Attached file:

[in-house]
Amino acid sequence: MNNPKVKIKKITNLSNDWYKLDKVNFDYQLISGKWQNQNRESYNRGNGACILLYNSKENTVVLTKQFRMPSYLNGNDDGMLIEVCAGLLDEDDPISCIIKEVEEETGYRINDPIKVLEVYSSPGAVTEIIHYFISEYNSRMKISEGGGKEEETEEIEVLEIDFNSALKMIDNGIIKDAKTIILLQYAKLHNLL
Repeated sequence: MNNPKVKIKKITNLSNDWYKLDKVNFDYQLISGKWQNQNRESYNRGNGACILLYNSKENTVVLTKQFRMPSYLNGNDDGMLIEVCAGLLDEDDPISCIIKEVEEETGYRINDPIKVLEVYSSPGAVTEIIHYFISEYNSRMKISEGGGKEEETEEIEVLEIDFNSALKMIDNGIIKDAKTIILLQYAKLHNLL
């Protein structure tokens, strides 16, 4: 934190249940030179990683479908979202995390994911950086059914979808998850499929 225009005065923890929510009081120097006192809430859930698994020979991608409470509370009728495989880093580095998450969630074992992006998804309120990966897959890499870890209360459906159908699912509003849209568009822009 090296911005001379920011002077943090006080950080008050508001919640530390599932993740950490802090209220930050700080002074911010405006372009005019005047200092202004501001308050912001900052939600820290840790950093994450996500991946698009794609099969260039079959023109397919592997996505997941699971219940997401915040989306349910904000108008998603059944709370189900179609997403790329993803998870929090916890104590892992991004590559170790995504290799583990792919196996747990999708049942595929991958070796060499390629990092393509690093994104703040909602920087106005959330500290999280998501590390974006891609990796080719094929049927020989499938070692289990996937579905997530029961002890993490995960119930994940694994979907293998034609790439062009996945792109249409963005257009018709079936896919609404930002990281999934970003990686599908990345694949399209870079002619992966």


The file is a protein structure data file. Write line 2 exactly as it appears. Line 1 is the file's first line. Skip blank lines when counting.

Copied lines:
Amino acid sequence: MNNPKVKIKKITNLSNDWYKLDKVNFDYQLISGKWQNQNRESYNRGNGACILLYNSKENTVVLTKQFRMPSYLNGNDDGMLIEVCAGLLDEDDPISCIIKEVEEETGYRINDPIKVLEVYSSPGAVTEIIHYFISEYNSRMKISEGGGKEEETEEIEVLEIDFNSALKMIDNGIIKDAKTIILLQYAKLHNLL